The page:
Let’s be honest: these last two weeks of the quarter are generally spent waist-deep in mind-sucking stress that is the result of your procrastination throughout the quarter. Well, this is my case at least, and all I know is that I’m going to need a break to blow off some steam; but how?
ASP Films has us all covered on this one. Their suggestion: save a couple hours next week to watch the exploits of a messiah in the form of a lion or a pubescent boy fighting a dragon.
If this offer doesn’t appeal to you, you’re probably not one of the millions that camped out at Harry Potter movies or were decked out in a lion’s mane when viewing “The Chronicles of Narnia: the Lion, the Witch and the Wardrobe.”
Regardless of your vested interest in loving or hating these films, their entertainment value is undeniable; even if you find glee in just going to poke fun at the people who are far too enamored with Harry Potter.
After having friend after friend fall to the seductive powers of Harry Potter fanship, I began to wonder what the source of the HP occult phenomenon is. Ian Chant, co-coordinator for ASP Films, said that he wasn’t entirely sure why the fan base started, but did remark that, “It has turned into kind of a Trekkie thing.”
One thing is certain, J.K. Rowling’s books birthed some pretty impressive hype. Chant said that he was first introduced to the series through the films, but that he enjoys the books; “They’re fun, they’re a fast read and you enjoy all the characters. It allows you to take something silly really really seriously and not feel bad about it.”
The films that have been made from the books have also generated a ton of interest--and money: “Harry Potter and the Goblet of Fire” grossed nearly $285 million at the box office according to USA Today.
Kit Bowen of Hollywood.com had the following to say about the most recent installment of the Harry Potter series; “The exhilarating Harry Potter and the Goblet of Fire takes the best parts of J.K. Rowling’s fourth installment and serves them up in one heck of an action-packed, albeit darker, film. Parents, be forewarned–this isn’t kid’s stuff anymore.”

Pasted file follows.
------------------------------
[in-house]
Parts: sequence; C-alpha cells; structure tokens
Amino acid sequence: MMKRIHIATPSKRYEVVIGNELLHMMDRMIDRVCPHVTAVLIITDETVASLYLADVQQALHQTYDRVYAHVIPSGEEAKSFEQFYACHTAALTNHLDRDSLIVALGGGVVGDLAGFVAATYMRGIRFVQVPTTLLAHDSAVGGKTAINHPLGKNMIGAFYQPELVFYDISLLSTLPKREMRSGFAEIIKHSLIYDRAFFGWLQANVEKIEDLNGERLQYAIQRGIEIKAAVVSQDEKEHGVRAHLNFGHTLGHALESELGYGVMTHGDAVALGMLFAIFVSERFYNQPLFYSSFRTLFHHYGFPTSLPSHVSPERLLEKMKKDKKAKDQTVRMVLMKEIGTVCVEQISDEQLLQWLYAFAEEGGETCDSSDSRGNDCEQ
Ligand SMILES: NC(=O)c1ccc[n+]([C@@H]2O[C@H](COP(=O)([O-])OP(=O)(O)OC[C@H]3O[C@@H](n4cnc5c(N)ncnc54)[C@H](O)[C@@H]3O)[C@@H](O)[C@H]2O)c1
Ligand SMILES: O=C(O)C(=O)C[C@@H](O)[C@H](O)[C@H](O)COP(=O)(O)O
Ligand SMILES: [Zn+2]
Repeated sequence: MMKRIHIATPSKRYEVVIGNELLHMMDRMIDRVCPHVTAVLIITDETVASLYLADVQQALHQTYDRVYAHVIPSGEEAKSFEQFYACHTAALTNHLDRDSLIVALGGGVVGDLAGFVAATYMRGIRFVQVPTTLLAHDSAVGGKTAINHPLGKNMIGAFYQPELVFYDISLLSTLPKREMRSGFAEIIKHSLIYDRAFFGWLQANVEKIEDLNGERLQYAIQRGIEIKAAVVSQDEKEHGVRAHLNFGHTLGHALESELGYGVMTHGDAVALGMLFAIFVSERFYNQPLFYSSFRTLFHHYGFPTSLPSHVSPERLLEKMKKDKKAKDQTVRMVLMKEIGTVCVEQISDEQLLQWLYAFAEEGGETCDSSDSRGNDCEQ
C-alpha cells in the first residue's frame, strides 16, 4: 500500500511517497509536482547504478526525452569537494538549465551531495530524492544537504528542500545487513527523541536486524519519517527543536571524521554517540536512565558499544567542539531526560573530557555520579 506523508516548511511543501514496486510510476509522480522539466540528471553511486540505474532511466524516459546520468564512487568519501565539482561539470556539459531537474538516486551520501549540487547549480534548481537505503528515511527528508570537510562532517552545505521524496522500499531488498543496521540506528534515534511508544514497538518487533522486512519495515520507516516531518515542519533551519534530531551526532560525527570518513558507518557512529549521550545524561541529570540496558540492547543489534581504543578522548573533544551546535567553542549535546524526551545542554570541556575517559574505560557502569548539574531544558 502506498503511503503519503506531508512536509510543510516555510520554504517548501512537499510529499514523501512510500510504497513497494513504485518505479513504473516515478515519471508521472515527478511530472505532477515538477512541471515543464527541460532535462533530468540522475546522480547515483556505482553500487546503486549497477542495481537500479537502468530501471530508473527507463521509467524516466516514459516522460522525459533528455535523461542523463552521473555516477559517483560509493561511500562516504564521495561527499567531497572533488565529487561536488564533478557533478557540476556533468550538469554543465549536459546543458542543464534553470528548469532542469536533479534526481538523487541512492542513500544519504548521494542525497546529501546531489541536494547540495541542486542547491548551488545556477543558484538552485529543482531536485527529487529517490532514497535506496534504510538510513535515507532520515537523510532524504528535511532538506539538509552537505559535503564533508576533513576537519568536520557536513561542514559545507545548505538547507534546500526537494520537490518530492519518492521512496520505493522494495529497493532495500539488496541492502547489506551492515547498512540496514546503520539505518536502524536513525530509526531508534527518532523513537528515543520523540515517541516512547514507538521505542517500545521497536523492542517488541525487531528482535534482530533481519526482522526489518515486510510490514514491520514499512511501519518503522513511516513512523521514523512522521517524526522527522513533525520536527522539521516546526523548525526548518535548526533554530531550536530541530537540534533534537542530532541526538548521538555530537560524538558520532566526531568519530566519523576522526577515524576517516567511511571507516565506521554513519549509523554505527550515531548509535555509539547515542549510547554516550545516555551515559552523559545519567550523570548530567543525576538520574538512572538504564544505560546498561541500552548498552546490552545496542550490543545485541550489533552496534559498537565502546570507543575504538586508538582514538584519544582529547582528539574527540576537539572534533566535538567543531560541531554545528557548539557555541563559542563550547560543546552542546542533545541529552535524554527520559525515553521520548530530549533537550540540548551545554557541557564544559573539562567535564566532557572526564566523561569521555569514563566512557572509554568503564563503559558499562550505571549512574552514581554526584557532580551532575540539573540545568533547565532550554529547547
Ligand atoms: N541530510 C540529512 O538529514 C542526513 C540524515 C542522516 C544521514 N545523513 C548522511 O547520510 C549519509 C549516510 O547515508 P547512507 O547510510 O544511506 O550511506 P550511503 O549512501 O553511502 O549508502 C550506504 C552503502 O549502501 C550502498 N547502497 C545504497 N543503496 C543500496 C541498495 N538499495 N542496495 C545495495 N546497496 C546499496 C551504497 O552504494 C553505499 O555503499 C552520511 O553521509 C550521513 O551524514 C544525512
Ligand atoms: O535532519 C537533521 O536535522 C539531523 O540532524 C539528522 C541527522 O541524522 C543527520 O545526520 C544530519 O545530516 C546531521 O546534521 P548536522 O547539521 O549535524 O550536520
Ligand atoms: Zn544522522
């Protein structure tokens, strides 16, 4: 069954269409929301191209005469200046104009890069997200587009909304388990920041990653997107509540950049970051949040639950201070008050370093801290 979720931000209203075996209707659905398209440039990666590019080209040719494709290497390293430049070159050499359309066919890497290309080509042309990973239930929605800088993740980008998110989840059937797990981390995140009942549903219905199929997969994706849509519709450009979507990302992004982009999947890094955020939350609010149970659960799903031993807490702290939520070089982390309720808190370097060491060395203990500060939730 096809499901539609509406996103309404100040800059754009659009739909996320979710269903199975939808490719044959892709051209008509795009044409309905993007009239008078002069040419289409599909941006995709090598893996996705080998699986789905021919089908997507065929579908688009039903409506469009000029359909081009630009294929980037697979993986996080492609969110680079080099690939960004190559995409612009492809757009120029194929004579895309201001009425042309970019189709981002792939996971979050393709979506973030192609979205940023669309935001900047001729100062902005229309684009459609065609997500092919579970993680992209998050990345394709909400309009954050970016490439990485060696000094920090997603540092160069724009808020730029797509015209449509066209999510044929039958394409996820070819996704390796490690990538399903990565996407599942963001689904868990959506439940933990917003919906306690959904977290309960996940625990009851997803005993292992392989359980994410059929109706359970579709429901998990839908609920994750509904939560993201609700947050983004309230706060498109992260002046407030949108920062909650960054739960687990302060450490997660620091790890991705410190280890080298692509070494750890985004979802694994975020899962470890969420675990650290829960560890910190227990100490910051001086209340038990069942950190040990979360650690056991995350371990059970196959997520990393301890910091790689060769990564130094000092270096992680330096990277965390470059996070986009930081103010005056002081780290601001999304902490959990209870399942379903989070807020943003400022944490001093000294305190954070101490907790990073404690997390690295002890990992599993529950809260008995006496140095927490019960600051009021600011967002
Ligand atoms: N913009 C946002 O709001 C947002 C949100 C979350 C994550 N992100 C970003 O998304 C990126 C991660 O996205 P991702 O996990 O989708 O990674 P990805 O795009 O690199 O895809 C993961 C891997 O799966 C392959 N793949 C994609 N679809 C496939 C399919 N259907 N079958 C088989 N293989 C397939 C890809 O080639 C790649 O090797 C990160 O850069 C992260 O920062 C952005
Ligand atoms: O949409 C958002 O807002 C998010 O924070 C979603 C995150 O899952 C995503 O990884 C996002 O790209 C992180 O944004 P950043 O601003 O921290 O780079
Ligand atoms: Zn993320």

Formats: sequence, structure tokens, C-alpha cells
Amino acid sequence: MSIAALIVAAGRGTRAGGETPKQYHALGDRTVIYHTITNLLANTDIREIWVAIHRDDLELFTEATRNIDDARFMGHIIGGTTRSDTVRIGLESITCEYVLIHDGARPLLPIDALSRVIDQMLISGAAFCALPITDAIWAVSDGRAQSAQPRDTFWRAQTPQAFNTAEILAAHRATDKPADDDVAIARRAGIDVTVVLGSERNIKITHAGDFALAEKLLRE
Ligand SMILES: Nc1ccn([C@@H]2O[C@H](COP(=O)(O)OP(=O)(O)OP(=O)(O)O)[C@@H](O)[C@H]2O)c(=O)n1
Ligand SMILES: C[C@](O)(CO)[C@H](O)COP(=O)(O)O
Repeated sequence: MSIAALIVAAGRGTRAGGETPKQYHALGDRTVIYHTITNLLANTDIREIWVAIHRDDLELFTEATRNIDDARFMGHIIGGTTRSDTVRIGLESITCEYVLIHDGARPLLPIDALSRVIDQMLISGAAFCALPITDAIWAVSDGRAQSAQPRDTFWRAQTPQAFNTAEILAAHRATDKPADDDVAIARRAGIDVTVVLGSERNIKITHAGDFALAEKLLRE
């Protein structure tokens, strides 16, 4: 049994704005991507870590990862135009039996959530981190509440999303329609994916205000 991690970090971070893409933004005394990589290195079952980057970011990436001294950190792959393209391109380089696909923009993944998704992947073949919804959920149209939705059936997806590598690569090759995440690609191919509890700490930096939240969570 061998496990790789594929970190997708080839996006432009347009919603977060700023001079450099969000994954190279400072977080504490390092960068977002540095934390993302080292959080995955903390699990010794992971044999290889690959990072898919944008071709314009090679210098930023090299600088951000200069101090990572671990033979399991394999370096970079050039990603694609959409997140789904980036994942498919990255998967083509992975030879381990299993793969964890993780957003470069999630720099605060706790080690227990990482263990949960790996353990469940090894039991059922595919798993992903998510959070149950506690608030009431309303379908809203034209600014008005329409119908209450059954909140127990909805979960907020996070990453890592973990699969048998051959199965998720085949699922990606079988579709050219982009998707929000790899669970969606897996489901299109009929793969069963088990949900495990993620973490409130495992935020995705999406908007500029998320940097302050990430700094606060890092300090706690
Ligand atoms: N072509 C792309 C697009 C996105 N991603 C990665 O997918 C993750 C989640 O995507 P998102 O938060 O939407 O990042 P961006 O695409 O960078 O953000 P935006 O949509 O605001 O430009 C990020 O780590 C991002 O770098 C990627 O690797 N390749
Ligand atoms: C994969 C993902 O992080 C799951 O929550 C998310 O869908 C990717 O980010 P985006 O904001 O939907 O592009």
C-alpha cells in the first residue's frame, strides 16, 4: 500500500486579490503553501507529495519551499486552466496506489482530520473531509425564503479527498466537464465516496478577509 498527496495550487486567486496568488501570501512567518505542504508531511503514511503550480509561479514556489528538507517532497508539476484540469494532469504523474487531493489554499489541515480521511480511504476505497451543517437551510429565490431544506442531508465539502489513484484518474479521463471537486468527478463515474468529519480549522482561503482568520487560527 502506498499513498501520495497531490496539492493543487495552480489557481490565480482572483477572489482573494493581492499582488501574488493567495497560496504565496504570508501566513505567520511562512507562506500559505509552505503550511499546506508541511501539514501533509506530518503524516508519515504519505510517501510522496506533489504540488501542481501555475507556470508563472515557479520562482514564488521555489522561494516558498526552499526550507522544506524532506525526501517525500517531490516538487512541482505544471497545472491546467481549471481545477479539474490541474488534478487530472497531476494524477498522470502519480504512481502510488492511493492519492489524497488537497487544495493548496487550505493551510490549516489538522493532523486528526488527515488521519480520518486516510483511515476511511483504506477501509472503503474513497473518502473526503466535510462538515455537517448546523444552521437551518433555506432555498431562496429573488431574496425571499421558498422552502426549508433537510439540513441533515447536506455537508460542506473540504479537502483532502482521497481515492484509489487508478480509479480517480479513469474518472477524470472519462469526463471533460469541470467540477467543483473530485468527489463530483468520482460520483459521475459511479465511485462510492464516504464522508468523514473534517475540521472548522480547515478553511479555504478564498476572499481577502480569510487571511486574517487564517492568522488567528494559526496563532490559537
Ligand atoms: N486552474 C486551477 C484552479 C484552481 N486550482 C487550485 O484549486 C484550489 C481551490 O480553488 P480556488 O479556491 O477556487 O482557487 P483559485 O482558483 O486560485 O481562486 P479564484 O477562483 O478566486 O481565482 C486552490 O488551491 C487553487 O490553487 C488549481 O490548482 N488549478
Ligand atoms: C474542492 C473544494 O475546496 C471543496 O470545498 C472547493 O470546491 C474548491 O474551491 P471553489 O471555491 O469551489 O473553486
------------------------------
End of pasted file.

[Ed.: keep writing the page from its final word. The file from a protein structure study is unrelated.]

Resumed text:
Not only is the addition of darker elements to the Harry Potter series effectively making the books and films grow up, the kid actors who star in the films are looking less and less childish themselves. I am thrilled to see the actors move through their real-life awkward stages on film.
The other film that will be shown during dead week is “The Chronicles of Narnia: the Lion, the Witch and the Wardrobe.” The unleashing of this film on movie goers everywhere was met late last in 2005 with joy from fans and intense accusations of Lewis incorporating too much Christianity in the story.
According to The New Yorker, Lewis was converted to orthodox Christian thinking by the famous “Lord of the Rings” author, J.R.R. Tolkien. The same source found that Lewis was “drawn in by the likeness of the Christian revelation to pagan myth.” Echoes of pagan myths, as well as strong Christian allegories, are found throughout Lewis’ Narnia books.
A famous example of the integrated allegories is the lion character Aslan, the lion that was a messiah figure, due partially to his death and concurrent rebirth in “The Lion, the Witch and the Wardrobe.”
Lewis has caught quite a bit of flack for his assimilation of Christian allegories in these children’s books. Author Philip Pullman, who wrote the “His Dark Materials” trilogy has been quotes as saying “I hate the Narnia books…with a passion.”
Interestingly enough, the very man who converted Lewis “hated the Narnia books,” according to Adam Gopnik in The New Yorker. “[Tolkien] hated to see an imagination constrained by the allegorical impulse.”
Despite the attack on Lewis’ books, the popularity of them is still undeniable. Some say that the stories are too rich with beautiful imagery and fantastical creatures to pass up for a simple disagreement in theology. People I’ve offhandedly talked to said that they just enjoy sharing the books with their children just for the stories that they contain.
“Harry Potter and the Goblet of Fire” will be showing on Tuesday, March 7 and Wednesday March 8 at 5 and 8 p.m. in VU 552 for $2. “The Chronicles of Narnia: the Lion, the Witch and the Wardrobe” will be showing Friday, March 10, and Saturday, March 11, at 8 and 11 p.m. in VU 552 for $2.
Can’t decide which film to see? Chant offered up the following prediction to who would win in a fight between Aslan and Dumbledore, if that makes any particular difference to you: “Totally Dumbledore. Eh, come on, Aslan’s just a lion, sure he’s a messiah and all, but between a messiah and a wizard, I’m taking wizard. Plus, since Aslan’s a messiah, you know that he’s going to die at one point.”
For more information contact the ASP Films office at 650-6130.